Every year thousands of dedicated writers set out to write a complete novel in a month. November is that month, and it started at one minute past midnight on the first (today, as I write this.)
I've signed up this year, hoping to knock off half of Hal Spacejock 4 by the 30th. (A complete Hal Spacejock novel is around 90,000 words.)
Why did I sign up when I already know I can write a whole novel? In a nutshell, I work best with a deadline and I enjoy a challenge.
The Nano deadline suits me because it's much easier to skip unimportant stuff when you have to write 1,700 words each and every day. There's also the reward aspect, where you won't allow yourself another coffee until you reach 500, 1000, 1500 words, or you're not allowed any TV or DVDs or casual web browsing unless you've done your quota for the day. That works quite well.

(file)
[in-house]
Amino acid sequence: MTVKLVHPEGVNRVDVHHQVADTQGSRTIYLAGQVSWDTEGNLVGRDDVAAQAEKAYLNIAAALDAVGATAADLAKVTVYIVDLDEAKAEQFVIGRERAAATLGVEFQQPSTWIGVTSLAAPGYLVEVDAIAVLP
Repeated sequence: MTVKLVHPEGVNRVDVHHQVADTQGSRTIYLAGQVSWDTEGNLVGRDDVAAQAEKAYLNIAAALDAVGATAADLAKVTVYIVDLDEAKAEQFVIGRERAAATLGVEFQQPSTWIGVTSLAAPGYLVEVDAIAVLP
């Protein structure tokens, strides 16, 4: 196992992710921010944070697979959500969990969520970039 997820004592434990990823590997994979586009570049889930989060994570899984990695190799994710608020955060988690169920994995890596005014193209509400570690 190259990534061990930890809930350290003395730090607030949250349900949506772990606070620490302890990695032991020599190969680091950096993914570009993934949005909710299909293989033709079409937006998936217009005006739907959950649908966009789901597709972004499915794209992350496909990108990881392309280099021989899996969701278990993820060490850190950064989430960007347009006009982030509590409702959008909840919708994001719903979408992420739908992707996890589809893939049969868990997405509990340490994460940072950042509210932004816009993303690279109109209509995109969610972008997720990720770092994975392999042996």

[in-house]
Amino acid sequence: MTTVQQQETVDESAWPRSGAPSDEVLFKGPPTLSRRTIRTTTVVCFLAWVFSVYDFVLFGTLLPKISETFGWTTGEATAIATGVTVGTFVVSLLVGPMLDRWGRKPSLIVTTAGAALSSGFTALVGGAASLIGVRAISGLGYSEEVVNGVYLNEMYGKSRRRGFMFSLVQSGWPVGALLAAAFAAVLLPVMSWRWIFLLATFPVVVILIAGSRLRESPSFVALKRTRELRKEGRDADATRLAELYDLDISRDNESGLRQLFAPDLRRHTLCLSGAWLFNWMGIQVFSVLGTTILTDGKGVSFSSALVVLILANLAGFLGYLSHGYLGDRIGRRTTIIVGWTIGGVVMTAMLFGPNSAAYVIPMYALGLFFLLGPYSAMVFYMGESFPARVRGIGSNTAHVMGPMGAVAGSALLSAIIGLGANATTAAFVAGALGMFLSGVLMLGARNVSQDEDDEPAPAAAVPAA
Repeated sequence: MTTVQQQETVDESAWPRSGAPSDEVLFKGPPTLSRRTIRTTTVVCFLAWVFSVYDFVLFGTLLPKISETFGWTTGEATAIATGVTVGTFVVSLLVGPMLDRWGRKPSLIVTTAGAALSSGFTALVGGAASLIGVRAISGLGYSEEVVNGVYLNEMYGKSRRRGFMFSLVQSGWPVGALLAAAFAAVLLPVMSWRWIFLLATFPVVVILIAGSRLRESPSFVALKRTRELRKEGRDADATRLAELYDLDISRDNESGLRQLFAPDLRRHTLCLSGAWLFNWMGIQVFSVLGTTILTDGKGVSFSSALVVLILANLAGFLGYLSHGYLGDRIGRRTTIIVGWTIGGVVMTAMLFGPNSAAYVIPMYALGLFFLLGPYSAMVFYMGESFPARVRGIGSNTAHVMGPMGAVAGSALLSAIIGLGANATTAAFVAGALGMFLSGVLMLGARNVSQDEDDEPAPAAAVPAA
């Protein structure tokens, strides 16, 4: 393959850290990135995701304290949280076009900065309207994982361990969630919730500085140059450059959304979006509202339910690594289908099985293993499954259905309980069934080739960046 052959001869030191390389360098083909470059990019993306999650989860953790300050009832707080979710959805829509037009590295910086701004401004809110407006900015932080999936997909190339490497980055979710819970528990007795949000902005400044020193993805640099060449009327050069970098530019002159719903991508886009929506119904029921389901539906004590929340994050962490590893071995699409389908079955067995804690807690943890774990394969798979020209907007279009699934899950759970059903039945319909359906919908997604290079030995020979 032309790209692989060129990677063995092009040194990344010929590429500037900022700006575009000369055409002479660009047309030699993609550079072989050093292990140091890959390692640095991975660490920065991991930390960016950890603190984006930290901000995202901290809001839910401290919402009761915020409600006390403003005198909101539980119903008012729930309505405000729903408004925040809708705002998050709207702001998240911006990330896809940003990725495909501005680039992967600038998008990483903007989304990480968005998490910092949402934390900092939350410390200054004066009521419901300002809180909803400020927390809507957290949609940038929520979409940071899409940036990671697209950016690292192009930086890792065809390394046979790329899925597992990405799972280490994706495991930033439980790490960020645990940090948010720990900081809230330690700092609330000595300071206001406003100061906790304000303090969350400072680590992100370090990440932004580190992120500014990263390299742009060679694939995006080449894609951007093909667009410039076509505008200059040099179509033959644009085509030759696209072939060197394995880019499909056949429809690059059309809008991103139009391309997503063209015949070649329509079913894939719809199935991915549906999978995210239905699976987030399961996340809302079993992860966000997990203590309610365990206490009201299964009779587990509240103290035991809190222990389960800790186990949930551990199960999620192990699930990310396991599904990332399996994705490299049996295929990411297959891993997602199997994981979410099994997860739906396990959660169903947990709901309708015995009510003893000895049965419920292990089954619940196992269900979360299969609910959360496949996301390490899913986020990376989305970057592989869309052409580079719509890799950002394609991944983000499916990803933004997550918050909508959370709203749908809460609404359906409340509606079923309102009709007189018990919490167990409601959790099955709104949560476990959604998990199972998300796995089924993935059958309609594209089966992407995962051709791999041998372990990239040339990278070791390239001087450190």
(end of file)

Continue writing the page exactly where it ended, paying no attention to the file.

The challenge is a major one - Assuming you get 250 words on a double-spaced manuscript page with industry standard margins (ie. huge), 1700 words is almost 8 pages. And that's not dictation or copying from a book - it's all fresh fiction from your brain. Every day.
I'm off to the dentist in about 1/2 hour, but when I get back it's writing time. My goal is to start off with 3000 words.
By the way, you might like to check out my NanoWrimo Progress Forms
Simon Haynes is the author of the Hal Spacejock and Hal Junior series (Amazon / Smashwords / other formats)